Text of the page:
There’s very little new under the sun when it comes to reimagined fairy tales, but Naomi Novik found some of it and put it into this gorgeous standalone novel.
  • Radiance by Catherynne M. Valente
    I will read literally anything Cat Valente publishes, and Radiance had me at “decopunk pulp SF alt-history space opera mystery” and never let me go. It’s probably a little too experimental/literary for everyone to find it as delightfully fun as I did, but I’d love to see it get a Hugo nod, even if it doesn’t win.
  • The Traitor Baru Cormorant by Seth Dickinson
    I’m still not in love with the ending of this book, but it’s one of the most technically perfect books I’ve ever read. The whole thing just runs like clockwork, and it’s a masterpiece of story engineering.
  • The Just City and/or The Philosopher Kings by Jo Walton
    I adored both of these, but I’d obviously have to pick just one if I decided to put one on my ballot. Probably it would be The Just City, though. You’ve got to love a book whose climax is a debate between Sokrates and Athena, and things got a little weird at the end of The Philosopher Kings.

I also loved The Dark Forest by Liu Cixin and Ann Leckie’s Ancillary Mercy, but both of those are sequels to books that have already won, so I’d prefer to see the love spread around. Plus, the translation on The Dark Forest just wasn’t up to the same standard as that of The Three-Body Problem, and as much as I liked Ancillary Mercy, it wasn’t as good as Ancillary Justice.

Best Novella
  • The Builders by Daniel Polansky
    I would never have guessed that this would be my favorite novella of 2015, but it is. It’s basically like a Tarantino flick with cute little forest animals—a wild ride from start to finish.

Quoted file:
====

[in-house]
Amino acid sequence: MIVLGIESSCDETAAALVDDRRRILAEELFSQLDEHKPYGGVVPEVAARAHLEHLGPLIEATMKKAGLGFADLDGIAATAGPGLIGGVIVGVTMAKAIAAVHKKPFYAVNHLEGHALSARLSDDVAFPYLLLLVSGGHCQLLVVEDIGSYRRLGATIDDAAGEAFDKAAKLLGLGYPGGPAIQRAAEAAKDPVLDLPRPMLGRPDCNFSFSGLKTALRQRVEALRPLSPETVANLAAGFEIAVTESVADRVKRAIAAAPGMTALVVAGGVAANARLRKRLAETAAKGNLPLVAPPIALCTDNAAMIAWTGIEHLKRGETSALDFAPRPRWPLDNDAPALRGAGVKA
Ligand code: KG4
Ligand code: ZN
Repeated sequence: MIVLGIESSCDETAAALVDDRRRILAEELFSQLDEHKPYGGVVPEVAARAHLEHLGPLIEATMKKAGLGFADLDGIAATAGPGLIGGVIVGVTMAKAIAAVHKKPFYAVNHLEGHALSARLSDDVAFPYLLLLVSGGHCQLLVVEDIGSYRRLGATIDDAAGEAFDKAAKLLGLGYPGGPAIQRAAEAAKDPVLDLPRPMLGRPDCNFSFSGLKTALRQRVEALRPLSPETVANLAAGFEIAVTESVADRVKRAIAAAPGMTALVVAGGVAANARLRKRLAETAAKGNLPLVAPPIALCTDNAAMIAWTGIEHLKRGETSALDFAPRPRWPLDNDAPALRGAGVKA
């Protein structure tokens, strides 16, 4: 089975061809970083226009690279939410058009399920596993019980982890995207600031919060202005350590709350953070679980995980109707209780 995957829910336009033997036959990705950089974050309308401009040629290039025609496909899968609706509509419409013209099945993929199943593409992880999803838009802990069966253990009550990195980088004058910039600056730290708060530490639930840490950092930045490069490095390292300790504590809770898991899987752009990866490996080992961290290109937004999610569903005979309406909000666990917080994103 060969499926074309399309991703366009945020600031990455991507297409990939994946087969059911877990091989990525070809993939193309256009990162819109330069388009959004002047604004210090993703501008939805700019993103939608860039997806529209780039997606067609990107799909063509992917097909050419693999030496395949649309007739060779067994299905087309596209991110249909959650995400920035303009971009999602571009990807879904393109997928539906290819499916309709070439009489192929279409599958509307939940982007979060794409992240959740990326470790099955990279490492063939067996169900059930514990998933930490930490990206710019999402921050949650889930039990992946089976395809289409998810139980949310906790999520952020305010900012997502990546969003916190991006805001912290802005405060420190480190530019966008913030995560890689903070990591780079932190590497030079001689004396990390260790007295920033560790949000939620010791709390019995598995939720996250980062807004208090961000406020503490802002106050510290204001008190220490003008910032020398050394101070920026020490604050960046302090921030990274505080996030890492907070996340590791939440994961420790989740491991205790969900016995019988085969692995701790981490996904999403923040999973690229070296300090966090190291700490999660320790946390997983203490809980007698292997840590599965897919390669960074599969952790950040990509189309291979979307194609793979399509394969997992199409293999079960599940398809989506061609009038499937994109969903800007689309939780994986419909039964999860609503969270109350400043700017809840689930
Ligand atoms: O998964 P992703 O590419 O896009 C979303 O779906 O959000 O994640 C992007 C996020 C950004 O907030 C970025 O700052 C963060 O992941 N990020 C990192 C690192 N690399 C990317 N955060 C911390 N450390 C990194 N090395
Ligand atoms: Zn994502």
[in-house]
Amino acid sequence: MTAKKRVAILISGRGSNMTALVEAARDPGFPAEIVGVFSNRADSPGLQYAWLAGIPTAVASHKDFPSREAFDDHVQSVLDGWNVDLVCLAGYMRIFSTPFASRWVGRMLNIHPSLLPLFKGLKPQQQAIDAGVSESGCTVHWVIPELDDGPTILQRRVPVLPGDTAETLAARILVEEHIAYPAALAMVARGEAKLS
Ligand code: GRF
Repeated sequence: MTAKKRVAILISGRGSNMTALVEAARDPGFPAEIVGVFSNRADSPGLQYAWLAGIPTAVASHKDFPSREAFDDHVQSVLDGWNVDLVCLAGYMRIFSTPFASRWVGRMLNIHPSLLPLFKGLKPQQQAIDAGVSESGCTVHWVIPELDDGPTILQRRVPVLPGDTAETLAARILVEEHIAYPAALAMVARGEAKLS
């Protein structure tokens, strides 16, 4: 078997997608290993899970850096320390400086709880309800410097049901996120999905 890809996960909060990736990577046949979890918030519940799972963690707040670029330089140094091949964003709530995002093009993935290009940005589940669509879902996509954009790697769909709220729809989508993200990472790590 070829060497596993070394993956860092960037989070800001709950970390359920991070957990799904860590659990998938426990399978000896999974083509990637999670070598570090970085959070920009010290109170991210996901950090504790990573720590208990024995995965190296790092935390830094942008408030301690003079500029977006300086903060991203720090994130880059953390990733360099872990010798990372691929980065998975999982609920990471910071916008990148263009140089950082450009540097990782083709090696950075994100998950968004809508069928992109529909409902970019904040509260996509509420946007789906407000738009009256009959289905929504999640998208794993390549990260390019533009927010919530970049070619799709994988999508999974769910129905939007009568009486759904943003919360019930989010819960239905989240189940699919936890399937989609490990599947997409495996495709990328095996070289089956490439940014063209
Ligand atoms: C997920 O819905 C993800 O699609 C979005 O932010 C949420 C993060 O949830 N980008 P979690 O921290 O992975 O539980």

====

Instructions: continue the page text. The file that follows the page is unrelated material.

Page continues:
• Binti by Nnedi Okorafor
    I actually didn’t love this one when I first read it, but it’s grown on me since. The more I think about it, the better I think it is.
  • Sorcerer of the Wildeeps by Kai Ashante Wilson
    This was published as a novella, but it may be too long to technically fit into the category for award purposes. Either way, it’s a superbly original bit of sword and sorcery-ish stuff.
  • The Pauper Prince and the Eucalyptus Jinn by Usman T. Malik
    I only got around to this title this week, but it’s another one that I’m glad I squeezed in before I sent in my ballot. It’s a great little book about identity and immigration and integrating the past with the future.
  • The Citadel of Weeping Pearls by Aliette de Bodard
    If you read and enjoyed On a Red Station Drifting, you will love this return to that same universe. Writing in this setting is what Aliette de Bodard does best, by far.
  • Speak Easy by Catherynne M. Valente
    Zelda Fitzgerald meets “Twelve Dancing Princesses” meets something wiser and darker and more postmodern. Valente’s command of words is always impressive, and like everything else she writes, Speak Easy is gorgeous. Also, have you seen that cover? This book is the whole package.